Pint

    Send war rocket AJAX to bring back his body!

    What?? Am I understanding correctly now... No more daily Flash updates to download?* But what will I do with all those unused megabytes of data at the end of the month? Could it be that I will now be able to use my allocated bandwidth to actually surf the 'net?

    Hurray, hurray, it's a happy happy day! (Or something in that line).

    *On my phone, that is. On my laptop it seems like it will be business as usual.

    1. Richard 81

      Re: Send war rocket AJAX to bring back his body!

      "O frabjous day callooh callay!"

    2. Anonymous Coward
      Anonymous Coward

      Re: Send war rocket AJAX to bring back his body!

      I know you're being facetious, so I shall counter it by being pedantic; if you read the article, it says that existing devices with it already installed will continue to receive updates. Not, as you're implying, that all updates will stop entirely.

  15. Anonymous Coward
    Anonymous Coward

    More fragmentation.

    The App Store, or whatever it's called this week, is full of apps that are only compatible with some devices. Android 2 is still popular in the wild. No idea what happened to 3, but 4.0 is being shipped on newer devices. 4.1 is out now, and will probably make it to mainstream devices in 6 month or so. By then 5 will probably be out too. Now add to that the flash or no flash question and you've got a right mess for developers to try and work with. No wonder Android is treated as a "Maybe one day we'll launch an app for it" OS by the likes of Sky and the BBC.

    1. Anonymous Coward
      Anonymous Coward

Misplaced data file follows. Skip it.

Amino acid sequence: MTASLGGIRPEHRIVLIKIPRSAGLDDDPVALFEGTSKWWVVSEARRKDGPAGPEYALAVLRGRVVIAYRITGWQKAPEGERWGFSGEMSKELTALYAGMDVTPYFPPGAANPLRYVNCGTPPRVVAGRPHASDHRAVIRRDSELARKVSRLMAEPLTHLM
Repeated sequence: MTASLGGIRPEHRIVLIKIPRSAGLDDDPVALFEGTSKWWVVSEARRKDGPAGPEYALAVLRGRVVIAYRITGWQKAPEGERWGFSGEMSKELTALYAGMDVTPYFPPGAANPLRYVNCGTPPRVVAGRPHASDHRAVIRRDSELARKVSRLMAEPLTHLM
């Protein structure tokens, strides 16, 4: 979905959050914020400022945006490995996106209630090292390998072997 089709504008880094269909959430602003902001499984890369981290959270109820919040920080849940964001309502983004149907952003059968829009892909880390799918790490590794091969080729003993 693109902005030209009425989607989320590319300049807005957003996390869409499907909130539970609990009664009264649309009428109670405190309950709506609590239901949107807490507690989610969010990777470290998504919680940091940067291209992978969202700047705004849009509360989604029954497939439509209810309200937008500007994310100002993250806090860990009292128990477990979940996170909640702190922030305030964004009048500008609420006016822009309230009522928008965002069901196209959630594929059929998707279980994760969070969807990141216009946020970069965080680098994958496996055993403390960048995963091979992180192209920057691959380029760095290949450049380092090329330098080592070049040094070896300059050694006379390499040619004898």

Re: More fragmentation.

      So, the BBC iPlayer app, the BBC News app, the Sky Go app and the Sky News app on my phone are all figments of my imagination?

      Weird.

      1. Danny 14 Silver badge

        Re: More fragmentation.

        do any flash apps rely on having flash underneath already installed though? Surely they wont work (on newer devices) now.

  16. Stuart Halliday
    Thumb Up

    Wow...think of all those adverts we'll not be able to see!

    Gonna drive the advertisers wild! ;)

    1. heyrick Silver badge

      I set my phone to only load plugins on demand, so most of the annoying Flash stuff simply didn't appear; yet it was there for when I needed it for stuff it was actually useful for, such as streaming video.

      I'm sure its replacement won't be so easily hidden away, and I'm also sure that there will be some who will miss what Flash can offer as the replacement technology is an embarrassing hodge-podge of stuff that will surely be an even greater headache for web devs. [in other words: all the haters, kindly stop bashing Flash until you can point to a viable alternative; the reason Flash got as popular as it did was precisely because there wasn't an alternative, and if you ask me, there still isn't]

  17. Anonymous Coward
    Anonymous Coward

    Tool up and go to work

    Like other Flash developers, I have spent a lot of time transferring my skills to HTML'5'.

    If you lot think that with the death of flash you will escape from interactive, resource consuming, over the top, invasive banner ads / page takeovers / other advertising annoyances, then you are living in a fantasy world.

    The only difference is that you can't block HTML'5' ad content in one catch-all plugin block.

    1. xenny
      Happy

      Re: Tool up and go to work

      My installation of Lynx sneers at your graphical adverts. The sneer is a bit angular and tricky to visualise to be sure....

    2. Timmay
      FAIL

      Re: Tool up and go to work